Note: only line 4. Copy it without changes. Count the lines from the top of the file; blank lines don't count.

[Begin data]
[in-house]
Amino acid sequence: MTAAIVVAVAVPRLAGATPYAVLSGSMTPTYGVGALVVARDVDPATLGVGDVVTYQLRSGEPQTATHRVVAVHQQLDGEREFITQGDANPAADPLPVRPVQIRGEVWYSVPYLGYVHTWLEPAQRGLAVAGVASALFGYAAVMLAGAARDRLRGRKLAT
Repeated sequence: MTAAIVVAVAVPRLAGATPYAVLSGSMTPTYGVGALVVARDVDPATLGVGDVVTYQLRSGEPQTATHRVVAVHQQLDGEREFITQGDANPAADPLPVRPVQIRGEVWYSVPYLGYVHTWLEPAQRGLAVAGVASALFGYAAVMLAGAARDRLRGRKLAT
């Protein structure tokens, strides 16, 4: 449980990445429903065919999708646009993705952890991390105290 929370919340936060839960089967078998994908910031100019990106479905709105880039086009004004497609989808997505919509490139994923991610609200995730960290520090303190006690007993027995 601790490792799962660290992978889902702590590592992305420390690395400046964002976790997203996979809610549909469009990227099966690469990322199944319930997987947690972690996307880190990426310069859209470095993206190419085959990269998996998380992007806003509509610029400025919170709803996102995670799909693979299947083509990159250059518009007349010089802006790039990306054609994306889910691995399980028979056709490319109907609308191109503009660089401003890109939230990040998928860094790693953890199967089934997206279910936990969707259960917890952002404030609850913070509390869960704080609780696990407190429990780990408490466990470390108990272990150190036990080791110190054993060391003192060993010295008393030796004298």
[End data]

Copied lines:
């Protein structure tokens, strides 16, 4: 449980990445429903065919999708646009993705952890991390105290 929370919340936060839960089967078998994908910031100019990106479905709105880039086009004004497609989808997505919509490139994923991610609200995730960290520090303190006690007993027995 601790490792799962660290992978889902702590590592992305420390690395400046964002976790997203996979809610549909469009990227099966690469990322199944319930997987947690972690996307880190990426310069859209470095993206190419085959990269998996998380992007806003509509610029400025919170709803996102995670799909693979299947083509990159250059518009007349010089802006790039990306054609994306889910691995399980028979056709490319109907609308191109503009660089401003890109939230990040998928860094790693953890199967089934997206279910936990969707259960917890952002404030609850913070509390869960704080609780696990407190429990780990408490466990470390108990272990150190036990080791110190054993060391003192060993010295008393030796004298």